On January 30, WHO declared a coronavirus outbreak and global health emergency that had begun in Wuhan a month earlier. It was found that Coronavirus was infecting more people and spreading at a faster pace than any other virus outbreaks in recent years. When the emergency alarms went off, India stepped forward to protect its people and evacuated Indian students and citizens from Wuhan city and other areas of China. Since India has and wholeheartedly follows the Neighbourhood First Policy, The Air India planes that evacuated Indians from Wuhan should also have carried medical supplies and other equipment and personnel that could help China in overcoming this crisis.

This wouldn’t be the first time India offered a helping hand towards China even though both the countries have their own differences towards each other. In 1938, before independence, even before the Neighbourhood First Policy had put into practice, India had helped to treat injured Chinese soldiers during their battle with the Japanese invaders. During those times Chinese leadership sent an urgent message to Pandit Jawaharlal Nehru and requested medical aid to help the injured soldiers. Immediately, the Indian team responded under the leadership of Jawaharlal Nehru and  Netaji Subhash Chandra Bose.

Soon Dr. Dwarkanath Kotnis, a fresh graduate from Seth G S Medical College, University of Bombay, and his fellow doctors were sent to China. Coincidently, the doctors arrived in China at a port near Wuhan where they were warmly welcomed by Chinese general Mao Zedong. The Indian Doctors went to the battlefield straight away so they can help the wounded soldiers and save their lives.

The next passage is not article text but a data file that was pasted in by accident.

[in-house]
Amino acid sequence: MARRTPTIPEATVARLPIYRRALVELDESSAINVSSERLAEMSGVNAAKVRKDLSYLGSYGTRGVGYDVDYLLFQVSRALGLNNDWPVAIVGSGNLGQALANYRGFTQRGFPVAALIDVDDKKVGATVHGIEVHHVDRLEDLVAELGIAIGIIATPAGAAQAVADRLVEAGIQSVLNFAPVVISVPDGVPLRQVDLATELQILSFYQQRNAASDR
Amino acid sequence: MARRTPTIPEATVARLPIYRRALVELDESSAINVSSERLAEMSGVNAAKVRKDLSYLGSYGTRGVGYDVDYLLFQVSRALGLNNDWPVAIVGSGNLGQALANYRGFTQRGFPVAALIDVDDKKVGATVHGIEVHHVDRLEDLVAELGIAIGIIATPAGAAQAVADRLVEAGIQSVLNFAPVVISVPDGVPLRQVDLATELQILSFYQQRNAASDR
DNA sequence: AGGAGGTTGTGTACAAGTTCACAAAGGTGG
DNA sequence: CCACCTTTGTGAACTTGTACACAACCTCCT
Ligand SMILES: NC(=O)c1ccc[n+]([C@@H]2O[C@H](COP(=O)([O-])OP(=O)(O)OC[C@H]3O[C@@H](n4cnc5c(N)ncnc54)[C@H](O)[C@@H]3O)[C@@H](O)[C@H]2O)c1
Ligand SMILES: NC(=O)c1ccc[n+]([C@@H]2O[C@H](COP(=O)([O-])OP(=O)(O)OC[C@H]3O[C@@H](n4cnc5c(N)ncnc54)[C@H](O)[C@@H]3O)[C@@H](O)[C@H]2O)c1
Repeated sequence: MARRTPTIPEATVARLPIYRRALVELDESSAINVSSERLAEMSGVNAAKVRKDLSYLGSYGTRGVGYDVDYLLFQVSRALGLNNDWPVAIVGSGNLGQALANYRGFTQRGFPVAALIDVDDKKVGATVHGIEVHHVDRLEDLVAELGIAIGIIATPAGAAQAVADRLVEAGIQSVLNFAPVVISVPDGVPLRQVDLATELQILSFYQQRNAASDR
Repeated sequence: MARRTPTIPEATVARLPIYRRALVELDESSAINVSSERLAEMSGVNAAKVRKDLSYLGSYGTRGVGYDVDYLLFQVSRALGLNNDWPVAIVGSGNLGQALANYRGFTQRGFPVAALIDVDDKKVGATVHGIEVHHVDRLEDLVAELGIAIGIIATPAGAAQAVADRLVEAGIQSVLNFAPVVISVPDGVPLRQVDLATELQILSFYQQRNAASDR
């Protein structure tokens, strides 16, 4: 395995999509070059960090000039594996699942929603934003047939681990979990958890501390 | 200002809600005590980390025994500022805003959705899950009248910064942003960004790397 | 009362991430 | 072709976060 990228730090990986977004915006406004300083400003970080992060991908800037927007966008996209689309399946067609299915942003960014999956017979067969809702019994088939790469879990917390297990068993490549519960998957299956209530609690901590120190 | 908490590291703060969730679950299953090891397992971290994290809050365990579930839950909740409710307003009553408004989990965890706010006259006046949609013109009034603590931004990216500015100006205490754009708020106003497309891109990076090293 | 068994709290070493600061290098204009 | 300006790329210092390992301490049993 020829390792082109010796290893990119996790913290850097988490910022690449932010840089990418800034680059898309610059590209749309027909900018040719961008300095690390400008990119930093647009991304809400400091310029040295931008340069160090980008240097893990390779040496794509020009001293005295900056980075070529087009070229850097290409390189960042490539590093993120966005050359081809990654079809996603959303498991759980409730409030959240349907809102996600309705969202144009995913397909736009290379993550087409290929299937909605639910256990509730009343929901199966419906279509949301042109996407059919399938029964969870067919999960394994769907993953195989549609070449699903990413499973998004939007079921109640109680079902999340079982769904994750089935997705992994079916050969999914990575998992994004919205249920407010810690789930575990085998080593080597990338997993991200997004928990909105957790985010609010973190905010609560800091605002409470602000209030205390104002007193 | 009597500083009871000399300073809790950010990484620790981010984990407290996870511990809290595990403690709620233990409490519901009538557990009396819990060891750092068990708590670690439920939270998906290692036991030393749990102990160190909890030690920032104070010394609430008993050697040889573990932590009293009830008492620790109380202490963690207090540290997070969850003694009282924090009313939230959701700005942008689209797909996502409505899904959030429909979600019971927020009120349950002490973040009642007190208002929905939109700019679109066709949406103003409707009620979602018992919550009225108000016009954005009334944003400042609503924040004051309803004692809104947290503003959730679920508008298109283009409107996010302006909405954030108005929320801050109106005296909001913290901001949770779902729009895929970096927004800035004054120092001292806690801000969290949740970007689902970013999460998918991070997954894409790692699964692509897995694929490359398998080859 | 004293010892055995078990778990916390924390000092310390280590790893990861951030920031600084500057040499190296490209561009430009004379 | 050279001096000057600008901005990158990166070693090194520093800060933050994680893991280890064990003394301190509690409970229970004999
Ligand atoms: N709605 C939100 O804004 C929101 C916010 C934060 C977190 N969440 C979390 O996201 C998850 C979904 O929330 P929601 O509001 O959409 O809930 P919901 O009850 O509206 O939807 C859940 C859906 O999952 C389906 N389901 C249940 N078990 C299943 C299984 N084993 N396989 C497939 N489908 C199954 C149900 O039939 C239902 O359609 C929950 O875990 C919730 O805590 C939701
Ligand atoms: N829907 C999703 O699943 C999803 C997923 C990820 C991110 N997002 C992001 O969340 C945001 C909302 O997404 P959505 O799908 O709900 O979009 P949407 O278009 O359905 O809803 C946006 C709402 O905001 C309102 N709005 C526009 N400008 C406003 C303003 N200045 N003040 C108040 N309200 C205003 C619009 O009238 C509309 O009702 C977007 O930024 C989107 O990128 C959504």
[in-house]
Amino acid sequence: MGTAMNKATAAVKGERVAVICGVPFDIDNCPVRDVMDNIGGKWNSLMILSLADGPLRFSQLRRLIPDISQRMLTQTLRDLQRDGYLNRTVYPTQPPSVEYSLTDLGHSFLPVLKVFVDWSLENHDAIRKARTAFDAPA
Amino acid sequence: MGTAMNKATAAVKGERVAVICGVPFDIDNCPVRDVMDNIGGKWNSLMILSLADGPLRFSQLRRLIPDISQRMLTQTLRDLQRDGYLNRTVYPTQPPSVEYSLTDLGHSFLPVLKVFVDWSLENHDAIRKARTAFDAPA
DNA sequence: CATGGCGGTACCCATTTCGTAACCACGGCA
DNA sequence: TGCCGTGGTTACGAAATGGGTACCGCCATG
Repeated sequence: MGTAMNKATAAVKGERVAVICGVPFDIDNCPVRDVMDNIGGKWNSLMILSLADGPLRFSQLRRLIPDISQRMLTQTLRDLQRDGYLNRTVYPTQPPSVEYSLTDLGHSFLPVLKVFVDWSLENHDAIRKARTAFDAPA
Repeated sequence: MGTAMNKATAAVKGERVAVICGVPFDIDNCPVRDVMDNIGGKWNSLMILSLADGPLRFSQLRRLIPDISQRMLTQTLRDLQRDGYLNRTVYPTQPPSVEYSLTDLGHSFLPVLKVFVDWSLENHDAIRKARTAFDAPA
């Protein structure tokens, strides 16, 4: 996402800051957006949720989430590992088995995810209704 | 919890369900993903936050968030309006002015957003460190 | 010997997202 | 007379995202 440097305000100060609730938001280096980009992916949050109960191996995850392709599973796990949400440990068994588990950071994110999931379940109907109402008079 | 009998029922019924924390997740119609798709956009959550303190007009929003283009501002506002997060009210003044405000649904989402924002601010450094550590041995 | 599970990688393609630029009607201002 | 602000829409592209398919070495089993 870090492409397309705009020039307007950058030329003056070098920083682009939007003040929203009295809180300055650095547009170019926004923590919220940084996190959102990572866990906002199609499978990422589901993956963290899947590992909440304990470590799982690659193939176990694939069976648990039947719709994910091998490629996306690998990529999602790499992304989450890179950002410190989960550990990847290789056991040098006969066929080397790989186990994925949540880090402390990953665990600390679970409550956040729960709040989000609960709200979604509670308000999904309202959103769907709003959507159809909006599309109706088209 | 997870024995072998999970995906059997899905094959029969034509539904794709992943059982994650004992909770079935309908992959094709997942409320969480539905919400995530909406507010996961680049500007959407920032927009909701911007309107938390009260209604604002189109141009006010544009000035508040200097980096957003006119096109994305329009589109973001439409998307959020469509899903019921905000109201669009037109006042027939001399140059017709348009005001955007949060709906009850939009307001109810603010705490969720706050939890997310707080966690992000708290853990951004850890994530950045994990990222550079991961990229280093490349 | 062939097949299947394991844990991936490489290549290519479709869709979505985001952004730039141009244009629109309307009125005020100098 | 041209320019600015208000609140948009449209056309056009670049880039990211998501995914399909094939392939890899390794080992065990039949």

Dr. Kotnis, 28 years old then, joined Mao’s Eighth Route Army and treated wounded soldiers from Hebei province who were working in mobile clinics traveling to northern China. Despite the acute shortage of medicines, Dr. Kotnis and his team continuously performed 72 hours of operations. In the battle, Kotnis alone treated over 800 wounded soldiers. Once their mission was accomplished, four of the doctors returned but Dr. Kotnis stayed, got married to a Chinese nurse and became the director of Dr. Bethune International Peace Hospital named after the famous Canadian surgeon Norman Bethune who was also part of a medical team from abroad. Sadly Dr. Kotnis died in 1942, due to the extreme stress and hard work he put for treating the soldiers.

Dr. Kotnis and his team’s work had given birth to the Neighbourhood First doctrine that India would continue to follow almost 100 years later. But India misses the 1932 spirit because the world struggles today to deal with the coronavirus. Moreover, just like other nations such as the United States, France, and the United Kingdom it has pulled out its citizens and shut the door on the Chinese in an attempt to protect themselves from the epidemic.

It would have been apt and indeed desirable, had Modi offered immediate medical assistance as well as an offer to conduct joint research with Chinese scientists on coronavirus and development of a joint strategy to deal with the latest pandemic. That would have been the best homage to not only Dr. Kotnis and the Indian spirit of Vasudhaiva Kutumbakam as well as the Indian policy of Neighbourhood First.